How important is it in software development to know multiple coding languages?

I am self-taught in BASIC, at school I learned how to write PASCAL. Then I learned C and C++. I became self-taught in Java and JavaScript. I wrote web sites using CGI, Netscape Livewire Cold Fusion, PERL, PHP, and probably some other long-forgotten, obscure languages.

I don’t think it’s important which programming languages you know, as long as you know more than one. There’s a high chance that you know every programming language if you have a good manual at your side.

Personally, I would be reluctant to hire a developer who only knows one programming language. But I wouldn’t mind hiring a developer who knows several languages. A truly great developer is always interested in learning about new technology, and it usually doesn’t take that long to get the hang of a new language.

In your experience, which processes work best?

In my first job, in the late nineties, we were forced to use the Waterfall method. An analyst would write a complete book defining all the specs; afterwards a programmer would completely ignore those specs and build the application.

One of my friends, told me that he had hidden one special line in the specs of every project: “If you read this line, call me at this number and I will give you a bottle of wine.” He didn’t receive a single call.

At Ghent University, there was this new approach called eXtreme Programming. I immediately fell in love with that approach, and even before I knew the word Scrum, my team started experimenting with short development cycles, stand-up meetings, pair programming, and so on.

However, as my career evolved, so too did my preference in process, currently, Agile is the process I prefer.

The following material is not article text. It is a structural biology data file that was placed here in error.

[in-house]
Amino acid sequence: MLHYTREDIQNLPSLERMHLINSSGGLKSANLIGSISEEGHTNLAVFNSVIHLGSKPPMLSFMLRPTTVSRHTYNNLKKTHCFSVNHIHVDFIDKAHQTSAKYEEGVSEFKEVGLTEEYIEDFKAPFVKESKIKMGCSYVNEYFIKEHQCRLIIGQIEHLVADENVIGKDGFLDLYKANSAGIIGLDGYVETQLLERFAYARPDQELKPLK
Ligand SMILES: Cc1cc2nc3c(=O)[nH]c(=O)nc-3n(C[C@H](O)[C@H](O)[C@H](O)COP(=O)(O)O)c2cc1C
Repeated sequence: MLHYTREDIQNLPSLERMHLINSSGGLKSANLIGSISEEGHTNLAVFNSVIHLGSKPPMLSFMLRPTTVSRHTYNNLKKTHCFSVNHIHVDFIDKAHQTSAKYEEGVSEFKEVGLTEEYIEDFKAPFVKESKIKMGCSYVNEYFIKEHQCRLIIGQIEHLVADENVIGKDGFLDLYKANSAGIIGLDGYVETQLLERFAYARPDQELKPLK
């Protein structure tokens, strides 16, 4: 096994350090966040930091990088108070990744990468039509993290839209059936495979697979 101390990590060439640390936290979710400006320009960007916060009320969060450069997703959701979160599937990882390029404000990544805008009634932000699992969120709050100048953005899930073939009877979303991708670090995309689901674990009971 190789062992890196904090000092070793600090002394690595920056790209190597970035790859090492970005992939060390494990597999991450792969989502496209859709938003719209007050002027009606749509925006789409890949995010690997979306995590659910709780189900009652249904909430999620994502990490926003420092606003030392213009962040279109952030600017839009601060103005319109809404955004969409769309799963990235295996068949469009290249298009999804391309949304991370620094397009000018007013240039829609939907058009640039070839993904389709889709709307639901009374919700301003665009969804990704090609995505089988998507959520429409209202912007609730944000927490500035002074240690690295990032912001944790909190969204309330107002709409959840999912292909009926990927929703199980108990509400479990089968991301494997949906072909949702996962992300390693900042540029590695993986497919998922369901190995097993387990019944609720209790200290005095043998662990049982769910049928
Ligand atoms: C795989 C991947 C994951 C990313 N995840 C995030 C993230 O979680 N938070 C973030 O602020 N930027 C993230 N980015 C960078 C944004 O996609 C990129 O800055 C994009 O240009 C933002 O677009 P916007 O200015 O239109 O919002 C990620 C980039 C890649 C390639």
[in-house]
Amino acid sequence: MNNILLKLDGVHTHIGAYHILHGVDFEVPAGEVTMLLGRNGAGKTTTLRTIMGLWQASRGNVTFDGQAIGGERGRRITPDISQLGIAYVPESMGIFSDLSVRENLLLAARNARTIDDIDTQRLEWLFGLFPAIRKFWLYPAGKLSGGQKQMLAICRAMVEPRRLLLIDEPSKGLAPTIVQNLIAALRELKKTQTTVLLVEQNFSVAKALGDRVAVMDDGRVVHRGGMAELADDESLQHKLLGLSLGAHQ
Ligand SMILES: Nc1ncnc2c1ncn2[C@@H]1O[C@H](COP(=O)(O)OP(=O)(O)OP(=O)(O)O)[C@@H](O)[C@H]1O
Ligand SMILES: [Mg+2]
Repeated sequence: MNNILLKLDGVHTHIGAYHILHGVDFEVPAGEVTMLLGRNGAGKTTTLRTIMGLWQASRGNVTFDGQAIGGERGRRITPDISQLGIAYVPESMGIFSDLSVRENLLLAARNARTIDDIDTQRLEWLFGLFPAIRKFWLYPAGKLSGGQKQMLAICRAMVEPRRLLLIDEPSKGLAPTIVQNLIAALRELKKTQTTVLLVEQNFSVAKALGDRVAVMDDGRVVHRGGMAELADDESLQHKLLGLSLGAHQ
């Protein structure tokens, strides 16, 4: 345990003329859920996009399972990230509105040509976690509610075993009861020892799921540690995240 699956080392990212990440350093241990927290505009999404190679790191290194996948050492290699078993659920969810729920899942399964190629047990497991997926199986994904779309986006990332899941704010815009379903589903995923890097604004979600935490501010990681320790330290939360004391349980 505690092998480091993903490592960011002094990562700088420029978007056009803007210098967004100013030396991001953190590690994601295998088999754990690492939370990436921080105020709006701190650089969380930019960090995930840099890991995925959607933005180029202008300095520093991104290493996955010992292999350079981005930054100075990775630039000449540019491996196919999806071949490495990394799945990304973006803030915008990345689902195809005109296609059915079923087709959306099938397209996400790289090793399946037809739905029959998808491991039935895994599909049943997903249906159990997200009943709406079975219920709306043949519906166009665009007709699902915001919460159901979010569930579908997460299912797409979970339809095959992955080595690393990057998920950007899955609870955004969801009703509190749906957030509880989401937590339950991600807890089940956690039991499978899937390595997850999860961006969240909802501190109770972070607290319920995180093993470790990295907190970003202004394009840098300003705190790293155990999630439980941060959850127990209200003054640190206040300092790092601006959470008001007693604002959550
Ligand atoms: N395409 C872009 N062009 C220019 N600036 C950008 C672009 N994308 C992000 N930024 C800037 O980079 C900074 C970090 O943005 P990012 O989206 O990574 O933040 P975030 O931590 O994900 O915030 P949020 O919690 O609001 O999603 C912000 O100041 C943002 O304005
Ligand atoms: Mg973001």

How did you learn to code?

I’m a self-taught developer, and I think that’s the best way to learn how to code.

How have you seen software development as an industry grow alongside your career?

In the past, software was very expensive. VISICALC, the first spreadsheet program I used, costed 40,000 francs. Today, there is plenty of open source software that doesn’t require purchasing an expensive license if you respect the open source license. Anyone can create a product with a minimum of up-front investments.

When I started coding, I didn’t have access to the World Wide Web. That was only invented in 1990. I depended on paper magazines and books I found in the library to learn about new technologies. Today, any developer has access to information about new technology, and anyone with an internet connection can start a world-wide business.

What’s the best advice you could offer someone looking to climb the ranks of software development and achieve your role?

I often use a quote that is attributed to Churchill: “I’m always ready to learn, although I do not always like being taught.” iText Group has 30 employees on different continents, and I am proud that there isn’t one job that I haven’t done myself to some extent at some point in time.

It’s important not to look down upon a job, especially not at the start of your career. There is always something you can learn; you’ll benefit from the experience later in your life.

Some people think I’m smart. My former professors would not agree. Where other students at the got their masters degree in five years, I needed seven as I failed many classes. In hindsight, discovering that I had the courage to do efforts that I really dreaded, was one of the most important lessons I learned in college.

What attracted you to a career in software development?

When I grew up, I felt like “a nobody”; a career in software development seemed like the best way to become “a somebody.”